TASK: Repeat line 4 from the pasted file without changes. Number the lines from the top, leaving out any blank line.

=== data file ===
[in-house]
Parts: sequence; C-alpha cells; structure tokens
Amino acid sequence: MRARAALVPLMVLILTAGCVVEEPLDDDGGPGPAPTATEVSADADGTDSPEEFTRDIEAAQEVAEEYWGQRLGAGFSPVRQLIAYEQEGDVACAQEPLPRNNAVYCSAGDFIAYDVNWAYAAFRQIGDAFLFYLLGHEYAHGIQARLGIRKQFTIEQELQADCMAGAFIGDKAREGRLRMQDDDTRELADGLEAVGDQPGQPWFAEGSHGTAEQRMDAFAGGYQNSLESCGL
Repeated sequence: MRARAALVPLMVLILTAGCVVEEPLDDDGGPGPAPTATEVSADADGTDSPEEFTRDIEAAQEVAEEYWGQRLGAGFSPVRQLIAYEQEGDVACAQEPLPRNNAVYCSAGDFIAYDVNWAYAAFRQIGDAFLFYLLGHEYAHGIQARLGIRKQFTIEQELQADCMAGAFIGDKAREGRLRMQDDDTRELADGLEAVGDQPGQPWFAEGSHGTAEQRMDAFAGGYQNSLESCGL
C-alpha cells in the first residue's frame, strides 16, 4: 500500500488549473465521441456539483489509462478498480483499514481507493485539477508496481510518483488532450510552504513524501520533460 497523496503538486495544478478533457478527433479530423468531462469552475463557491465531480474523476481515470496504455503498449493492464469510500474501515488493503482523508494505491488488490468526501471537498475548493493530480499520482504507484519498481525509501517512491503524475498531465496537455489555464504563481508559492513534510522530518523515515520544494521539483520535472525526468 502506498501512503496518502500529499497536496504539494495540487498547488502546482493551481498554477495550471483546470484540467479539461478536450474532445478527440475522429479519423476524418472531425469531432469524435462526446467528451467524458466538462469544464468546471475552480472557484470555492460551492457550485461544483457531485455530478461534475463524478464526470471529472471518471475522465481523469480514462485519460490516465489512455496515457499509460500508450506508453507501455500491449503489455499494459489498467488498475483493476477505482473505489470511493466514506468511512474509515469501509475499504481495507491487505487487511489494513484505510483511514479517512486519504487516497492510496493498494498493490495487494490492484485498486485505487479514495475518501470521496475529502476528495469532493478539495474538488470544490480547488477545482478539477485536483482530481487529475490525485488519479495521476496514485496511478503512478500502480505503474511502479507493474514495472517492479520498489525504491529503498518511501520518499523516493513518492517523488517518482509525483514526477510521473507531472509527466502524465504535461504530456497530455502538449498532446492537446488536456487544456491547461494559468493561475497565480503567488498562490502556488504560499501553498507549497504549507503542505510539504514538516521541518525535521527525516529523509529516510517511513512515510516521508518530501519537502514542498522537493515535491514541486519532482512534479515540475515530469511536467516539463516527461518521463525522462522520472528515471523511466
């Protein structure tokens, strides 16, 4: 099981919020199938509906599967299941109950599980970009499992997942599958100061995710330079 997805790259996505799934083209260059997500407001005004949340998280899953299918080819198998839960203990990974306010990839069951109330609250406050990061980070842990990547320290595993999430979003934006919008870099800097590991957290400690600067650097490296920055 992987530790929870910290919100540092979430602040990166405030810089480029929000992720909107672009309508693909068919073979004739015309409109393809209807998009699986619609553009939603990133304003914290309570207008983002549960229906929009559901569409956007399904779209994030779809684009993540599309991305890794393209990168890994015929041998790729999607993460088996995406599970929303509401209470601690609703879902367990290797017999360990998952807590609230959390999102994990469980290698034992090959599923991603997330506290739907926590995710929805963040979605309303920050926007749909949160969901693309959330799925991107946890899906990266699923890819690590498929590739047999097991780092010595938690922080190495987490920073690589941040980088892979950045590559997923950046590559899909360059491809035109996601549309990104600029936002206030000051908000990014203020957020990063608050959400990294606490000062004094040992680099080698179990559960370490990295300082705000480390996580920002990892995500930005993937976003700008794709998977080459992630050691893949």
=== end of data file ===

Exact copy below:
Repeated sequence: MRARAALVPLMVLILTAGCVVEEPLDDDGGPGPAPTATEVSADADGTDSPEEFTRDIEAAQEVAEEYWGQRLGAGFSPVRQLIAYEQEGDVACAQEPLPRNNAVYCSAGDFIAYDVNWAYAAFRQIGDAFLFYLLGHEYAHGIQARLGIRKQFTIEQELQADCMAGAFIGDKAREGRLRMQDDDTRELADGLEAVGDQPGQPWFAEGSHGTAEQRMDAFAGGYQNSLESCGL